Heartbreaks and Promises


Hello world,

I’ve been an epic failure this month. Just epic. To the point of breaking my own heart over how I’ve completely undone my debt advances and plunging myself into further worry and panic. I am $2,282.53 poorer than my last debt update, bringing my grand debt total back up to $63,006.53. At my initial post right around New Year this year I was at $63,270.00. So in 3 months, I’ve only managed to reduce my debt by about a measly $200. This was after about 7 paychecks and a year-end bonus in 2016 so far, which I managed to completely blow besides $200. I come to confess with a lump in my throat and tears down my cheeks.

So where did it all go? None of this is a surprise, I know exactly where it all went. I fell off the wagon and went back to seeking material goods to make me feel better about myself, to help me boost my sense of self-worth and self-esteem. I’ve had the same weaknesses/demons since I was young: new outfits to make me feel prettier, new makeup and hair products to make myself into something more “presentable,” and money spent online or at the mall in an almost euphoric or adrenaline-fueled haze that made me feel the highest of highs as I was swiping my credit card but has cast me back into this horrific low as soon as the high wore off. I’ve always turned to spending to make me feel better when I was feeling sad, low or empty, just like an alcoholic would turn to drink or an addict back to drugs. It’s a loss of control and an almost blind flailing to something tried, tested and true to make you instantly feel good – that ubiquitous band-aid that never mends the wound beneath.

I know it sounds almost silly but I feel like I’ve experienced this horrific thing – I feel a deep, gnawing sadness, I feel disappointed, I feel sick to my stomach, I feel disgusted with myself, I have waves of almost frenzied inspiration to make things right followed by a crushing wave of hopelessness and despair. I’m sorry this isn’t a happy, role model-type blog about someone who has it all right and can give you a nice, uplifting article with ten steps about how she saves money on XYZ and how you can do it too. I’m not there yet and I’m not that person yet and I don’t have it figured out and I don’t necessarily know how I’m going to make it better. I’m just a real person who is flawed and who is struggling with a very real addiction, who gets on the horse but then falls off the horse and sometimes needs to tend to her wounds before finding a way to clamber back on. I’m down in the dirt and I’m bleeding and it hurts more to know I fell off because of my own foolishness. Or weakness. Or both.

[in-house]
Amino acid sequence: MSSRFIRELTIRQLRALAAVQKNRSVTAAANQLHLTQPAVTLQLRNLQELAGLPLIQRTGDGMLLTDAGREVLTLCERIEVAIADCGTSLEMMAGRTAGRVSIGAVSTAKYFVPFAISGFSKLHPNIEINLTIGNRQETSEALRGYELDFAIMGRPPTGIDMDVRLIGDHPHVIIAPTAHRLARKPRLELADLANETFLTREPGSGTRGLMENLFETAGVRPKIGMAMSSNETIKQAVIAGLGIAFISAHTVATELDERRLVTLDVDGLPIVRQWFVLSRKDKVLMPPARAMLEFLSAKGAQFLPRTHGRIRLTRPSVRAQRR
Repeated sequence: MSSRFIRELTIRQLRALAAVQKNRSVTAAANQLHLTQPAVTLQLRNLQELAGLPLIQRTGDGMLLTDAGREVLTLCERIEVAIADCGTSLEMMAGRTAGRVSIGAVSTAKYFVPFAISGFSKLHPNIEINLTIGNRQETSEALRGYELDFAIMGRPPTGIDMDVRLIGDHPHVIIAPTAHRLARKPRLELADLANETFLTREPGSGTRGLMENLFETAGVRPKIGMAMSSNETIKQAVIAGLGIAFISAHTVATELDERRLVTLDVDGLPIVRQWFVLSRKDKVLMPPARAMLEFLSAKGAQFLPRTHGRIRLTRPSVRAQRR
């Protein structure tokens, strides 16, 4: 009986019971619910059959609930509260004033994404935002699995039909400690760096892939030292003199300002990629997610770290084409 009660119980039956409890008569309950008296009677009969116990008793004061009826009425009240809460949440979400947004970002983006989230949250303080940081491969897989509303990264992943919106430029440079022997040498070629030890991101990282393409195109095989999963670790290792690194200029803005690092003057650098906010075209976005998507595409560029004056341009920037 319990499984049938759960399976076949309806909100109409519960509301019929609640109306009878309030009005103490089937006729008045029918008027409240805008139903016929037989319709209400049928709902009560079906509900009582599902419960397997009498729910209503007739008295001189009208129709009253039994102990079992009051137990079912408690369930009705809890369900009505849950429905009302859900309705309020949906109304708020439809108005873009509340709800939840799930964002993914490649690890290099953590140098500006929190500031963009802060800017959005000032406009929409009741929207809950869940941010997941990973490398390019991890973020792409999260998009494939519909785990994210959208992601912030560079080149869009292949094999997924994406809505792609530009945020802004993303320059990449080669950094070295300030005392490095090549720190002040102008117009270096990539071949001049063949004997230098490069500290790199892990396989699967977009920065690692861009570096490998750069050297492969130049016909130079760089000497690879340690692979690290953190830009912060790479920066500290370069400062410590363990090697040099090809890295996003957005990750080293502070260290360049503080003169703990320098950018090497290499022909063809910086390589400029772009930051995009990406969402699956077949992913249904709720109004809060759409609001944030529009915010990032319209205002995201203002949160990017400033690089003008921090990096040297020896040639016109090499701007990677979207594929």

As I write this I remember a part of April Lane Benson’s book “To Buy or Not to Buy: Why we Overshop and How to Stop” where one of her patients described how she felt that she would be better off telling people she’s an alcoholic as they would likely understand more and judge her less. That’s always resonated with me, and I went to my bookshelf tonight to find the quote. I didn’t get to finding it as browsing through the book was just what I  needed – April asking what it is we really shop for – is it love, acceptance, self-realization? Is it self-care and connections with others we are really looking when we spend money on material things? I’ve decided I’m going to go through the book from start to finish and commit to doing all the journal entries and reflection exercises. I may decide to post them here, as I’m sure there are others out there that are feeling exactly how I am right now and are struggling with either shopping addiction or an addiction of another kind and I know that could make one feel so distraught and hopeless, and I don’t think any of us should feel alone. I know downers don’t get a lot of readers and everyone flocks to a happy how-to in a blog. But I know someone out there will connect and maybe feel some hope that they’re not alone, not a complete mess-up, and not too far gone. And hopefully I’ll get to a point where I’ll know I’m not too far gone too.


You may also like


  1. Desperado, don’t think of yourself as a failure. We all have flaws and moments of weakness. We all disappoint ourselves. The key really is to keep picking yourself up and having another go at it – but always with a view towards what may or may not be working.

    And like those with addictions perhaps it is best to take it day by day (or even moment by moment). Sometimes all you need to do is “hit pause” and sit with yourself for a few minutes and ask if everything is okay. We all have bad days but sometimes five minutes in the evening with our thoughts is all we need to ensure it doesn’t turn into a bad week.

    Be kind to yourself – in thoughts as well as in words. Very little is easy in this life and most of us try very hard to get through each day.

    Be honest with yourself – ask yourself if you even enjoy shopping (or however you spend money). You may find that you do not. If that is the case then look to at least spend your money on something you do enjoy.

    Speak with others you trust and consider seeking professional help if you do believe that you have an addiction. There is no shame in this. It is for your overall health and well being.
    ~ Pru

    1. Thank you for the insightful words, Pru. Although I know logically that it’s counter-productive to beat myself up about my mistakes, it can be hard to remember that logic when in that place of despair and disappointment. It’s truly comforting to be reminded by someone to be more gentle and understanding with myself during this struggle, to analyze the situation in order tp bolster myself as opposed to tearing myself down. Thank you so kindly for that reminder, and affirming that it’s ok to be kind and patient with myself, while still being honest and looking for ways to get through this.

Leave a Reply

Your email address will not be published. Required fields are marked *